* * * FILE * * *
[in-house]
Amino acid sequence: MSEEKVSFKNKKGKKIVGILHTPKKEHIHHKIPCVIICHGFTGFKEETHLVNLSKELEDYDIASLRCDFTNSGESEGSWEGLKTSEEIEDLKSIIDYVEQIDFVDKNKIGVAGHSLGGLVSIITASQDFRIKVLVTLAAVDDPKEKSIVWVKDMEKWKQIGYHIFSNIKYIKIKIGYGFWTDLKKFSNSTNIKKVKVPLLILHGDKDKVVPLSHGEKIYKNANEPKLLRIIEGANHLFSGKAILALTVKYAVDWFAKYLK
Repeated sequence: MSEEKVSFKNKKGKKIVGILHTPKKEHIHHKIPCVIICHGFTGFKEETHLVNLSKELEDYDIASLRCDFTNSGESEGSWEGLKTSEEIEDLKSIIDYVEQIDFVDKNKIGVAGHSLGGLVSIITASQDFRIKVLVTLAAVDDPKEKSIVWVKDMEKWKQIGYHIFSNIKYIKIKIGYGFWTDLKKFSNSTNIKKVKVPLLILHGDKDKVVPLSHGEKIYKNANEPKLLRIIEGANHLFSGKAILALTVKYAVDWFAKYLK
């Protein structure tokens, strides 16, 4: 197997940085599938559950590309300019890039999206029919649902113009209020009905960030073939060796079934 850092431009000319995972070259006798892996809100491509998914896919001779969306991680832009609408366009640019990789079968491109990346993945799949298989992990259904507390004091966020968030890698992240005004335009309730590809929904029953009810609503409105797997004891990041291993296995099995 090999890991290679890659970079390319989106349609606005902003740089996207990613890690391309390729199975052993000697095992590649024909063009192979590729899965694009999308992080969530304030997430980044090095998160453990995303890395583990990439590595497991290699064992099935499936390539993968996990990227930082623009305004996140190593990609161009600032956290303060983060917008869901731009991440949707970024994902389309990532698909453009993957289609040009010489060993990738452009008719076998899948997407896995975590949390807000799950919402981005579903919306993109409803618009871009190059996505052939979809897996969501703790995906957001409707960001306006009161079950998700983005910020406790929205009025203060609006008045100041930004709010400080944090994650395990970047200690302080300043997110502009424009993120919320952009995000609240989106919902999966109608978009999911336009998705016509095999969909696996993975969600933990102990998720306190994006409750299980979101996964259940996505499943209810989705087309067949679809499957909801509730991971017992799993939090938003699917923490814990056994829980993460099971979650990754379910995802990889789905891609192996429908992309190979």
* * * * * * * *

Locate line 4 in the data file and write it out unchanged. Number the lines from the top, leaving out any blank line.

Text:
């Protein structure tokens, strides 16, 4: 197997940085599938559950590309300019890039999206029919649902113009209020009905960030073939060796079934 850092431009000319995972070259006798892996809100491509998914896919001779969306991680832009609408366009640019990789079968491109990346993945799949298989992990259904507390004091966020968030890698992240005004335009309730590809929904029953009810609503409105797997004891990041291993296995099995 090999890991290679890659970079390319989106349609606005902003740089996207990613890690391309390729199975052993000697095992590649024909063009192979590729899965694009999308992080969530304030997430980044090095998160453990995303890395583990990439590595497991290699064992099935499936390539993968996990990227930082623009305004996140190593990609161009600032956290303060983060917008869901731009991440949707970024994902389309990532698909453009993957289609040009010489060993990738452009008719076998899948997407896995975590949390807000799950919402981005579903919306993109409803618009871009190059996505052939979809897996969501703790995906957001409707960001306006009161079950998700983005910020406790929205009025203060609006008045100041930004709010400080944090994650395990970047200690302080300043997110502009424009993120919320952009995000609240989106919902999966109608978009999911336009998705016509095999969909696996993975969600933990102990998720306190994006409750299980979101996964259940996505499943209810989705087309067949679809499957909801509730991971017992799993939090938003699917923490814990056994829980993460099971979650990754379910995802990889789905891609192996429908992309190979």